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Beware: Psychologists study romantic relationships

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U.S. psychology researchers have published a new study that explores how people manage romantic relationships. As often in this field, if it is not fancyful analytical speculation, it is some obscure factor-analytical construct, that is later embroidered with pseudomeaning, that drives the resulting interpretation.

Anyway, University of Illinois Professor R. Chris Fraley and graduate student Amanda Vicary looked at the choices people make in their dating relationships, focusing on how each partner’s outlook influences his or her choices and satisfaction with the romance.

The online study took participants through a series of scenarios about a relationship with a fictional partner. Each scenario ended with two options, from which the participant chose his or her response.

“The interesting thing is that all the participants were reacting to the same person, the same scenario,” said Vicary. “And yet the pattern of their responses was quite different.”

The researchers found a study participant’s attachment style — secure or insecure, anxious or intimacy-avoidant — was a good predictor of the pattern of his or her choices.

“People who are highly insecure are more likely to interpret their partners’ actions in a negative way and then choose to respond in kind,” Vicary said. The most secure individuals more often chose the positive, relationship-enhancing options.

Journal of Personality and Social Psychology Copyright 2007 by the American Psychological Association 2007, Vol. 92, No. 2, 355–367 0022-3514/07

DOI: 10.1037/0022-3514.92.2.355

Attachment and the Experience and Expression of Emotions in Romantic Relationships: A Developmental Perspective
Jeffry A. Simpson, W. Andrew Collins, SiSi Tran, and Katherine C. Haydon
University of Minnesota

In this longitudinal study, the authors tested a developmental hypothesis derived from attachment theory and recent empirical findings. Target participants were 78 individuals who have been studied intensively from infancy into their mid-20s. When targets were 20–23 years old, the authors tested the way in which interpersonal experiences at 3 pivotal points in each target’s earlier social development—infancy/early childhood, early elementary school, and adolescence—predicted the pattern of positive versus negative emotions experienced with his or her romantic partner. A double-mediation model revealed that targets classified as securely attached at 12 months old were rated as more socially competent during early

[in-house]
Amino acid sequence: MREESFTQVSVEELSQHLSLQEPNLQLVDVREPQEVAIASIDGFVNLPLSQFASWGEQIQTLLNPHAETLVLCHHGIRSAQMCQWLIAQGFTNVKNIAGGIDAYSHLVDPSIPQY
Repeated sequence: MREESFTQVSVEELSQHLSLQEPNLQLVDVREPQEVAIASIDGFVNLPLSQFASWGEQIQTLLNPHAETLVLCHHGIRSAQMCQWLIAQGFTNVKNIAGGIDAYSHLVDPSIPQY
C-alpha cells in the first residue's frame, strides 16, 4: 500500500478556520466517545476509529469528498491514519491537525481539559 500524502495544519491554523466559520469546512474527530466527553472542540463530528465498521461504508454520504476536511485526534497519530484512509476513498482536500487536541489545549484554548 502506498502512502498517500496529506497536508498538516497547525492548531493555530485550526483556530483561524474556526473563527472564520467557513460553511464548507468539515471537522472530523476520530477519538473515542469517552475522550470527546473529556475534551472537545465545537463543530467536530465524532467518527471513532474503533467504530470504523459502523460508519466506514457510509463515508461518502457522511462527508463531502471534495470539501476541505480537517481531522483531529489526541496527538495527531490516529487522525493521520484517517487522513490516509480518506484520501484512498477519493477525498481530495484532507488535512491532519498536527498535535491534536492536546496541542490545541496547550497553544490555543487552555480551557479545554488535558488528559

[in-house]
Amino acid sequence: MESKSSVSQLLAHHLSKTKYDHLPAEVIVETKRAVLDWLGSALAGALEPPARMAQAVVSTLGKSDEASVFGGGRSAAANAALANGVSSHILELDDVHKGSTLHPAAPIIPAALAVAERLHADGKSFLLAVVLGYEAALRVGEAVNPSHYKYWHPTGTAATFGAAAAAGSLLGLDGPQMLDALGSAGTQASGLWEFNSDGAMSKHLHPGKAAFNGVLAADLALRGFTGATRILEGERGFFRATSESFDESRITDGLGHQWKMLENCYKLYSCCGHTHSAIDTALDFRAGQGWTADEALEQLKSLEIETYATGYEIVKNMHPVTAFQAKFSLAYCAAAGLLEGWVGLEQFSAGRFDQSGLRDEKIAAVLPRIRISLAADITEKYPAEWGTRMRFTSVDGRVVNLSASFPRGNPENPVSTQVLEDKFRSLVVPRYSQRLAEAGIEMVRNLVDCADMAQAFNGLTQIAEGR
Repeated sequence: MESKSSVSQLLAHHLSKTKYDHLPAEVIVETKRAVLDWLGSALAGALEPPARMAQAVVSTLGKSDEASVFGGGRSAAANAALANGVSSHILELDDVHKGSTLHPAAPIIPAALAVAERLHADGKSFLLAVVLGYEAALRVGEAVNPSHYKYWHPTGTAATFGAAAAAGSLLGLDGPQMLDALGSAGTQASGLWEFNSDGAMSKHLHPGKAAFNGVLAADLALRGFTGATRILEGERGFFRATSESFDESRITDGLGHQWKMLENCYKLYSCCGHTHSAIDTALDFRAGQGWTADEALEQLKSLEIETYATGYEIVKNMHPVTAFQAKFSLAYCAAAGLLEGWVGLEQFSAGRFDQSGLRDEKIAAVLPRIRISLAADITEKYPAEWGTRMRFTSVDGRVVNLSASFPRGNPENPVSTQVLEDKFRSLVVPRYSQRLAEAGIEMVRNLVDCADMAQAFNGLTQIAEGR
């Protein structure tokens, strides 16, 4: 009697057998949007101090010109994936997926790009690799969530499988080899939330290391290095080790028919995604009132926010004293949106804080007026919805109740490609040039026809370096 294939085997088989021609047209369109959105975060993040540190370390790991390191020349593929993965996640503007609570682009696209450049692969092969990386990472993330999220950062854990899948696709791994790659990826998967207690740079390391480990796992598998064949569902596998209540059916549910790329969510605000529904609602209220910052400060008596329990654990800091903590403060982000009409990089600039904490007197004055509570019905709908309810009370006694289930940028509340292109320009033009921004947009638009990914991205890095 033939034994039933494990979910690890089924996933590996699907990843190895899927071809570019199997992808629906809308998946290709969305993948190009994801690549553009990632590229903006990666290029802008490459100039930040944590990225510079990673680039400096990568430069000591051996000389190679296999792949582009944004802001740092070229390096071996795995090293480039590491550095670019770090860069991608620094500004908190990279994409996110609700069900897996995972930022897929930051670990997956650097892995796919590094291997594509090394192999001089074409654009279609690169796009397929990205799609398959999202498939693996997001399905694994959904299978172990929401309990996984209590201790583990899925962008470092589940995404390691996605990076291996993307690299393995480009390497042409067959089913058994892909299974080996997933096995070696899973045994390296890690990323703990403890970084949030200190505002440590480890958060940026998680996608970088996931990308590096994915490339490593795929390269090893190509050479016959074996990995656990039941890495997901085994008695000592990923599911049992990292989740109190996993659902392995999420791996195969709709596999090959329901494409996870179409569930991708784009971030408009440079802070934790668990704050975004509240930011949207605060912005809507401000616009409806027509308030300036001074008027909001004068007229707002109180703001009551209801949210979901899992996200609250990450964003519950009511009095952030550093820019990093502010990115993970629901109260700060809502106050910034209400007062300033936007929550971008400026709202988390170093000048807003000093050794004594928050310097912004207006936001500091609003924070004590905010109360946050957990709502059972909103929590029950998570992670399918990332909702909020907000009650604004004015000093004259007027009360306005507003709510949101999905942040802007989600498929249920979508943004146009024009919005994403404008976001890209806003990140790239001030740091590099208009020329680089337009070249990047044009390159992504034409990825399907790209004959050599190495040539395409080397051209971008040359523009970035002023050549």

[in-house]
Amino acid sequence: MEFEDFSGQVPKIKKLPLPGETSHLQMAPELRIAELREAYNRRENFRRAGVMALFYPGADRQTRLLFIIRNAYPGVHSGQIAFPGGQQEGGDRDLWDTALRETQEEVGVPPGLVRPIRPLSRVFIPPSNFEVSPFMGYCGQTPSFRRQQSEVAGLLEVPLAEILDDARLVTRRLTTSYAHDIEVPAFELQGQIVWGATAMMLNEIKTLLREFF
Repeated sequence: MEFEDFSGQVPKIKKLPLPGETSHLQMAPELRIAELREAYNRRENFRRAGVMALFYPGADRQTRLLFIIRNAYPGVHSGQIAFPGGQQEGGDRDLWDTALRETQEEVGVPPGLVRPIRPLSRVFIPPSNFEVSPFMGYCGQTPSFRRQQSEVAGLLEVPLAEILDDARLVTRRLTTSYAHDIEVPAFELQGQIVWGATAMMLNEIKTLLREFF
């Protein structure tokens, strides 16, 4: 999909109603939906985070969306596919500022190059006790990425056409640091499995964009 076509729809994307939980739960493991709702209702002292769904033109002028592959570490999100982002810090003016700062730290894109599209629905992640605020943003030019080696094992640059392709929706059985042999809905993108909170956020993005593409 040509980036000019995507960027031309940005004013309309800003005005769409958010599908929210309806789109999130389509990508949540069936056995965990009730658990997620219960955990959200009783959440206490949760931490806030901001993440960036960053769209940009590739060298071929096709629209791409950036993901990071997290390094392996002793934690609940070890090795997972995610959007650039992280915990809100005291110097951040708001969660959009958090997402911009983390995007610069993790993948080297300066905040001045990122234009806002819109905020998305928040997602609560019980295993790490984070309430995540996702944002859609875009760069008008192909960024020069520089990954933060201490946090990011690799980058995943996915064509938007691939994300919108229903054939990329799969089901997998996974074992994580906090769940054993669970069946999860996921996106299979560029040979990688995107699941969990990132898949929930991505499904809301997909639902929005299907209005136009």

elementary school by their teachers. Targets’ social competence, in turn, forecasted their having more secure relationships with close friends at age 16, which in turn predicted more positive daily emotional experiences in their adult romantic relationships (both self- and partner-reported) and less negative affect in conflict resolution and collaborative tasks with their romantic partners (rated by observers). These results are discussed in terms of attachment theory and how antecedent life experiences may indirectly shape events in current relationships.
Keywords: attachment, emotions, romantic relationships, peer relationships

see also:

 Personality and Social Psychology Bulletin, Vol. 31, No. 11, 1524-1536 (2005) DOI: 10.1177/0146167205276865
© 2005 Society for Personality and Social Psychology, Inc.

Reliability and Validity of the Revised Experiences in Close Relationships (ECR-R) Self-Report Measure of Adult Romantic Attachment Chris G. Sibley, Ronald Fischer, James H. LiuVictoria University of Wellington, New Zealand Three studies examine the psychometric properties (i.e., the test-retest reliability, convergent, and discriminant validity) of Fraley, Waller, and Brennan’s Revised Experiences in Close Relationships (ECR-R) self-report measure of romantic attachment anxiety (model of self) and avoidance (model of others). Longitudinal analyses suggest that the ECR-R provided highly stable indicators of latent attachment during a 3-week period (85% shared variance). Hierarchical linear modeling analyses further validated the ECR-R, suggesting that it explained between 30% to 40% of the between-person variation in social interaction diary ratings of attachment-related emotions experienced during interactions with a romantic partner and only 5% to 15% of that in interactions with family and friends. Guidelines are offered regarding the conditions where highly reliable and precise measures of romantic attachment, such as the ECR-R, are deemed necessary and where shorter, albeit slightly less reliable measures, such as Bartholomew and Horowitz’s Relationship Questionnaire, may also be viable.

Key Words: romantic attachment • measurement • validity • reliability • psychometrics

Written by huehueteotl

August 13, 2007 at 10:30 am

Posted in Psychology

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